Insulin is a well-known anabolic hormone. The mechanism of insulin's protein anabolic effect remains controversial. Although insulin undoubtedly inhibits protein degradation, its effect on protein synthesis is incompletely defined. Recent studies reviewed in this article highlight the methodologic limitations in studying the effect of insulin on protein synthesis. These methodological issues are related to the hypoaminoacidemia that ensues after insulin administration and to the difficulty in measuring the obligatory precursor pool (aminoacyl tRNA) label. Differential responses to unweighing in different muscle proteins has been demonstrated. The protein loss during unweighing is due to the loss of myofibrillar proteins, although sarcoplasmic proteins are spared. A recent study has found that lipid emulsion has no effect on whole protein degradation but decreases forearm protein degradation and synthesis. Age-related muscle wasting in humans has been shown to be related to a decline in fractional myofibrillar protein synthesis rate. Although some progress has been made by recent studies, refined methodologies are needed to define the regulation of muscle protein turnover in humans.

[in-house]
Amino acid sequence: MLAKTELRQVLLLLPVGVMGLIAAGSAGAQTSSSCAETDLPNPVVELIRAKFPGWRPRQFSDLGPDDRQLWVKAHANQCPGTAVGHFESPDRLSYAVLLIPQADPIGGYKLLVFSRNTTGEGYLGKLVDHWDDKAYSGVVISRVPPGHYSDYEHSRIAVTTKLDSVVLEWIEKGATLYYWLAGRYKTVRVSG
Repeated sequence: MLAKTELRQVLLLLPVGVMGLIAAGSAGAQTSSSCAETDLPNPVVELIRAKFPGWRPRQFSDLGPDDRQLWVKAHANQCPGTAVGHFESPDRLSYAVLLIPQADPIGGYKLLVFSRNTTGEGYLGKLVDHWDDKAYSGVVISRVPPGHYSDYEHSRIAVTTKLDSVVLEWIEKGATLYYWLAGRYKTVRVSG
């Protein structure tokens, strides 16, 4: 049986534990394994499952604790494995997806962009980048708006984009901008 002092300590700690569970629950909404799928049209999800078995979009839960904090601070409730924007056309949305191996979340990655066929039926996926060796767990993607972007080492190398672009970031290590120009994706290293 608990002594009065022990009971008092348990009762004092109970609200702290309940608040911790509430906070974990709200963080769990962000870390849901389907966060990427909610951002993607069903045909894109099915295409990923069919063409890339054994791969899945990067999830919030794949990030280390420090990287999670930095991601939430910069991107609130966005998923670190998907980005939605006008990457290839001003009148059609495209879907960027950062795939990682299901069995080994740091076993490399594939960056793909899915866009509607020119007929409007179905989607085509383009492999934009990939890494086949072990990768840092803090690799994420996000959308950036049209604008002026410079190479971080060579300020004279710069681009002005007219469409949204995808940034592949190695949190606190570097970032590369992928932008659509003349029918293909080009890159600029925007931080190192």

ASJC Scopus subject areas
- Clinical Neurology